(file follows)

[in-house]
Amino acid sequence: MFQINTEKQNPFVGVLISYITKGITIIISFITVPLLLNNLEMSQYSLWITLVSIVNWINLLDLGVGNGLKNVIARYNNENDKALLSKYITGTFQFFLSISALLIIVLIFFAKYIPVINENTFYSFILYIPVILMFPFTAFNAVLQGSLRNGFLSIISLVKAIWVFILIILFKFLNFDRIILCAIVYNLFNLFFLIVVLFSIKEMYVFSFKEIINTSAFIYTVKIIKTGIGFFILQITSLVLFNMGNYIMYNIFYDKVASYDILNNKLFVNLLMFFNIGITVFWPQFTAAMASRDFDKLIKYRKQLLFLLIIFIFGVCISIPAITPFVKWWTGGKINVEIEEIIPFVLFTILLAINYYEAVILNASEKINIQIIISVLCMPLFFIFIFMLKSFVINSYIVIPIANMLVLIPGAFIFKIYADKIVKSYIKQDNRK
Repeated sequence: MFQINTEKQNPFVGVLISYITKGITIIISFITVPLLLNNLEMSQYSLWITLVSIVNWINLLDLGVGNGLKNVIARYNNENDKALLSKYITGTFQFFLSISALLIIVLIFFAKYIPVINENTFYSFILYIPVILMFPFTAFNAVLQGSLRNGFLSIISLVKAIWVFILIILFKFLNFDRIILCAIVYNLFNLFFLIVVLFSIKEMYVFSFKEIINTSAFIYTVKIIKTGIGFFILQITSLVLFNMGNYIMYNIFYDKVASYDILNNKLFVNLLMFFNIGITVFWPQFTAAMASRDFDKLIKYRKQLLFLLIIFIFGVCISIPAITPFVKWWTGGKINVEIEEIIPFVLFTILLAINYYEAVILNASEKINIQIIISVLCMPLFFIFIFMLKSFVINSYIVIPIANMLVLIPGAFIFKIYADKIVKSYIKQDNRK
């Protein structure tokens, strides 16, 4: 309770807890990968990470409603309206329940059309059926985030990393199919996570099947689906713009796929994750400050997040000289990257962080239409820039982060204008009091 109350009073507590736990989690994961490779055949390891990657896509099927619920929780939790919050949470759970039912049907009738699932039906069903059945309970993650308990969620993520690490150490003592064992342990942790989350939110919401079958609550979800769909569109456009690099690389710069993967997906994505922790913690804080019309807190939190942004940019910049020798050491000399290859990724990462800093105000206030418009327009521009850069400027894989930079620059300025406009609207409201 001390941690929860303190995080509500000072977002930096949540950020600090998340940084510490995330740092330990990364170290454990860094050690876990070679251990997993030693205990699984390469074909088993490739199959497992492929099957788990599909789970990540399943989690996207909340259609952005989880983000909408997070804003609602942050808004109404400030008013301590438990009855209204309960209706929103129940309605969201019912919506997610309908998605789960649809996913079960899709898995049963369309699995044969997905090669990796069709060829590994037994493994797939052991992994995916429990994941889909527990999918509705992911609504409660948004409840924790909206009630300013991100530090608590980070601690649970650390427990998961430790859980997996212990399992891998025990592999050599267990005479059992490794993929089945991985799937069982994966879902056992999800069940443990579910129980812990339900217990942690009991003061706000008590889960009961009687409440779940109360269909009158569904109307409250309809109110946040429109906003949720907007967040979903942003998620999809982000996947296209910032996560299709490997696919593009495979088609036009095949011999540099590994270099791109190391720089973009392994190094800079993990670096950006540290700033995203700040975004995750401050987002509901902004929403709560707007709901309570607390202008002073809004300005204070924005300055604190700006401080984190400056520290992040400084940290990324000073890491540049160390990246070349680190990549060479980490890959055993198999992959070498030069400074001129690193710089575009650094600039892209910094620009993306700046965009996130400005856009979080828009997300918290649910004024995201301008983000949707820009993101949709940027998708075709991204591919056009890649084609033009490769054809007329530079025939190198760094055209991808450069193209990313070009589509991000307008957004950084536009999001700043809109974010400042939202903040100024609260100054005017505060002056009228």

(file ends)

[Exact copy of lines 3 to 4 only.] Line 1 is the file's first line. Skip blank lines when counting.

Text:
Repeated sequence: MFQINTEKQNPFVGVLISYITKGITIIISFITVPLLLNNLEMSQYSLWITLVSIVNWINLLDLGVGNGLKNVIARYNNENDKALLSKYITGTFQFFLSISALLIIVLIFFAKYIPVINENTFYSFILYIPVILMFPFTAFNAVLQGSLRNGFLSIISLVKAIWVFILIILFKFLNFDRIILCAIVYNLFNLFFLIVVLFSIKEMYVFSFKEIINTSAFIYTVKIIKTGIGFFILQITSLVLFNMGNYIMYNIFYDKVASYDILNNKLFVNLLMFFNIGITVFWPQFTAAMASRDFDKLIKYRKQLLFLLIIFIFGVCISIPAITPFVKWWTGGKINVEIEEIIPFVLFTILLAINYYEAVILNASEKINIQIIISVLCMPLFFIFIFMLKSFVINSYIVIPIANMLVLIPGAFIFKIYADKIVKSYIKQDNRK
């Protein structure tokens, strides 16, 4: 309770807890990968990470409603309206329940059309059926985030990393199919996570099947689906713009796929994750400050997040000289990257962080239409820039982060204008009091 109350009073507590736990989690994961490779055949390891990657896509099927619920929780939790919050949470759970039912049907009738699932039906069903059945309970993650308990969620993520690490150490003592064992342990942790989350939110919401079958609550979800769909569109456009690099690389710069993967997906994505922790913690804080019309807190939190942004940019910049020798050491000399290859990724990462800093105000206030418009327009521009850069400027894989930079620059300025406009609207409201 001390941690929860303190995080509500000072977002930096949540950020600090998340940084510490995330740092330990990364170290454990860094050690876990070679251990997993030693205990699984390469074909088993490739199959497992492929099957788990599909789970990540399943989690996207909340259609952005989880983000909408997070804003609602942050808004109404400030008013301590438990009855209204309960209706929103129940309605969201019912919506997610309908998605789960649809996913079960899709898995049963369309699995044969997905090669990796069709060829590994037994493994797939052991992994995916429990994941889909527990999918509705992911609504409660948004409840924790909206009630300013991100530090608590980070601690649970650390427990998961430790859980997996212990399992891998025990592999050599267990005479059992490794993929089945991985799937069982994966879902056992999800069940443990579910129980812990339900217990942690009991003061706000008590889960009961009687409440779940109360269909009158569904109307409250309809109110946040429109906003949720907007967040979903942003998620999809982000996947296209910032996560299709490997696919593009495979088609036009095949011999540099590994270099791109190391720089973009392994190094800079993990670096950006540290700033995203700040975004995750401050987002509901902004929403709560707007709901309570607390202008002073809004300005204070924005300055604190700006401080984190400056520290992040400084940290990324000073890491540049160390990246070349680190990549060479980490890959055993198999992959070498030069400074001129690193710089575009650094600039892209910094620009993306700046965009996130400005856009979080828009997300918290649910004024995201301008983000949707820009993101949709940027998708075709991204591919056009890649084609033009490769054809007329530079025939190198760094055209991808450069193209990313070009589509991000307008957004950084536009999001700043809109974010400042939202903040100024609260100054005017505060002056009228």